In the process of customizing DHIS2 for COVID-19 case-based surveillance in Sri Lanka, contact tracing was highlighted as a main requirement. The standard DHIS2 Tracker data model already includes significant capacity to cater to case-based surveillance and contact tracing needs. However, Sri Lanka’s Ministry of Health wanted to have a visualization for public health interventions as well as epidemiological investigations which could demonstrate the possible spread of disease across a cohort of cases and their contacts. Since the native DHIS2 platform did not include the functionality to produce this visualization, HISP Sri Lanka developed a DHIS2 custom web app within their DHIS2 instance to meet this demand.
The creation of this app was facilitated by the DHIS2 App Platform, which was launched in 2019 and provides a unified framework for app development within the DHIS2 framework. While HISP Sri Lanka was working on this application, contact tracing was fast emerging as a key requirement in many other countries for their effective response to COVID-19. Recognizing the potential for worldwide deployment, DHIS2 core developers worked with HISP Sri Lanka to produce a version of their app that could be released for global adoption. They shared the details and source code of their application on the Community of Practice, where any country using DHIS2 for COVID-19 surveillance could benefit from their work.
And this is only part of the story. In addition to their Port of Entry Tracker and Contact Tracing App, HISP Sri Lanka has worked in integration DHIS2 data with Sri Lanka’s immigration system, location data from cell towers, and additional local health apps, and they have developed systems to track and manage other critical health system components, such as ICU bed availability. This has been made possible by Sri Lanka’s multi-sector collaboration, local innovations, and integration of information across multiple sources and sectors.
The secrets to fast and effective pandemic response: robust systems, skilled teams, local innovation, government support, global collaboration
In order to make the DHIS2 enhancements that they had identified as essential to their COVID-19 Ministry of Health and HISP Sri Lanka partnered with the government’s ICT Agency and the volunteer development community across Sri Lanka and internationally to find the necessary resources to make these developments happen. Sri Lanka organized a hackathon, and results of this and the subsequent online collaboration with local and global DHIS2 experts contributed to produce innovations, such as the ICU Bed Management app and two DHIS2 web apps described above.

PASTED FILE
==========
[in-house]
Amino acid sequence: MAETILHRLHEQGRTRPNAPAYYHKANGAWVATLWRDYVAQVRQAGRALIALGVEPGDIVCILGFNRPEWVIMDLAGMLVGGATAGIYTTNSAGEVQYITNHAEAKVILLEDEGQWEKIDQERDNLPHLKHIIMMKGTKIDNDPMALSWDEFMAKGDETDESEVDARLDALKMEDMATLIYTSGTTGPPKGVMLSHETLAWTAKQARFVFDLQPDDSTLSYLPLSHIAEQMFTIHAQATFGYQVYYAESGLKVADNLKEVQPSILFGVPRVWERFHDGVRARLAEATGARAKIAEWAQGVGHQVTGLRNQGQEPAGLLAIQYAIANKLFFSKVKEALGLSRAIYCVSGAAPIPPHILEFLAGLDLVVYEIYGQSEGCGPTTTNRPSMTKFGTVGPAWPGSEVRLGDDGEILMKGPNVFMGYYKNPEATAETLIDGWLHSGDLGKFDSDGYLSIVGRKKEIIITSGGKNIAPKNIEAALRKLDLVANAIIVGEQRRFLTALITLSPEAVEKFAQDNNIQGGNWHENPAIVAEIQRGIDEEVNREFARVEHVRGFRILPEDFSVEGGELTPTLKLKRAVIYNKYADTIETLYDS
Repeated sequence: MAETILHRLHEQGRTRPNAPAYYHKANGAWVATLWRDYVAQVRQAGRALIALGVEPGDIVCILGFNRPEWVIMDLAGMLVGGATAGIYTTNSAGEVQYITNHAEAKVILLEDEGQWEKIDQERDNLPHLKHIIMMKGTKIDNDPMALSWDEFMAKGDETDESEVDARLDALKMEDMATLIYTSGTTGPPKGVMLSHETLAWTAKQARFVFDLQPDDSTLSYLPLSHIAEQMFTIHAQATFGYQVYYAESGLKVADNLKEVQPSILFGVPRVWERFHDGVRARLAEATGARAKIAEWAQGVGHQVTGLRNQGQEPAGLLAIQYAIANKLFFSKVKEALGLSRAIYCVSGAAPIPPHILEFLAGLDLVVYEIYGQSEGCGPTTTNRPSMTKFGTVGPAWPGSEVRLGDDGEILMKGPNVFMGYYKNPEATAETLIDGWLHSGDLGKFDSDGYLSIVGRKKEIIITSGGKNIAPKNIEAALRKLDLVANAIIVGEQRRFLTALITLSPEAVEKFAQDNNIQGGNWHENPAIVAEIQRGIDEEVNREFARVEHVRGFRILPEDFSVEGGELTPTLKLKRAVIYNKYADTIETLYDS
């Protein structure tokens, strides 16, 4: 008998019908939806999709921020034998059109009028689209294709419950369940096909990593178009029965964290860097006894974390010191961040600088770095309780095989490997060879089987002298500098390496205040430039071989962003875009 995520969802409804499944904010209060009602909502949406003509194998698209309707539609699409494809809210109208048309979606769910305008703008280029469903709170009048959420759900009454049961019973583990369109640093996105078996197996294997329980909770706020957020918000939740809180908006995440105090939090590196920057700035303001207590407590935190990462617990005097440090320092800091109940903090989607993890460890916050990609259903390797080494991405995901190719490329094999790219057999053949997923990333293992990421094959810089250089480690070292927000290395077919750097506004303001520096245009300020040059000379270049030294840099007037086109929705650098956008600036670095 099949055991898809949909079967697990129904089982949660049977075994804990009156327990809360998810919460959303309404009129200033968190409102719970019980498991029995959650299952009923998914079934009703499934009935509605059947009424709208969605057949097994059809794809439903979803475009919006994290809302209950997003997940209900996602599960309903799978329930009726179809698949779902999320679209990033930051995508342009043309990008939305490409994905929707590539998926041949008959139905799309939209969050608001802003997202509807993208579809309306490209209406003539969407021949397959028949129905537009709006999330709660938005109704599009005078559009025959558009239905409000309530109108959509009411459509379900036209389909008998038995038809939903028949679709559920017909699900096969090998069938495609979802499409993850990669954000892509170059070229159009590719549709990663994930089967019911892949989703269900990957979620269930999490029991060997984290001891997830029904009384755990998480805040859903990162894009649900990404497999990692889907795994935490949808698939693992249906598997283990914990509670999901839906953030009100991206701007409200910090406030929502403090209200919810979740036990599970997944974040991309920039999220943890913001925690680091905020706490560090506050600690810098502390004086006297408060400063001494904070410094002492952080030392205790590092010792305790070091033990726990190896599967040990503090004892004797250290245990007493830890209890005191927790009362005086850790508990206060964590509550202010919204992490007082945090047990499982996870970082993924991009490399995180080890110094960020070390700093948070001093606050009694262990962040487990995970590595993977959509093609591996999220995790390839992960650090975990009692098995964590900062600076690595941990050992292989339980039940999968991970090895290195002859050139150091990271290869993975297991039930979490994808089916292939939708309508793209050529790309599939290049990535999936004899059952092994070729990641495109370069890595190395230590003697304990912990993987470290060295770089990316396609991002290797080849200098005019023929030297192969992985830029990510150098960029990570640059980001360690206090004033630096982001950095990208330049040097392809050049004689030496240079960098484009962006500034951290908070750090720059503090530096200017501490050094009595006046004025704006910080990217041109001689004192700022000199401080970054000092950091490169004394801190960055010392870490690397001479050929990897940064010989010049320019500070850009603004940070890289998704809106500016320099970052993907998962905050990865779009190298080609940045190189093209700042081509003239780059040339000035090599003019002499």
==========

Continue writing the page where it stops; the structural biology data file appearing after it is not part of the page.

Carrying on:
In addition, the Ministry, HISP Sri Lanka and the ICT Agency worked closely with the Department of Immigration to integrate with their existing system to streamline health declaration data entry on immigration forms. This effort significantly minimized manual data entry associated with ports of entry. Collaborations with different government offices and the private sector ICT community were also instrumental in producing the suspected person location tracker from telecommunication tower data. This combination of inter-agency collaboration and public-private partnerships greatly benefitted local innovations and effective integrations in Sri Lanka’s battle against COVID-19.
The story of Sri Lanka’s response to COVID-19 is a great example of how DHIS2 can be quickly adapted and deployed to meet new demands and use cases, especially in countries where it is already deployed at a national scale–and supported by an experienced DHIS2 team. It is also an example of how local learnings and innovations can be rapidly shared, adapted to new contexts, and integrated into the DHIS2 core platform through the collaboration of partners and experts across different government agencies and within the DHIS2 community.
While the DHIS2 core team and the HISP network continue to prioritize COVID-19 response to help stop the pandemic’s spread, we are simultaneously committed to building local capacity and strengthening national health systems in general, so that all of us are better equipped to handle both this challenge and future challenges to come.
Read more about HISP Sri Lanka’s DHIS2 for COVID-19 surveillance implementation and relationship tracing app on the DHIS2 Community of Practice.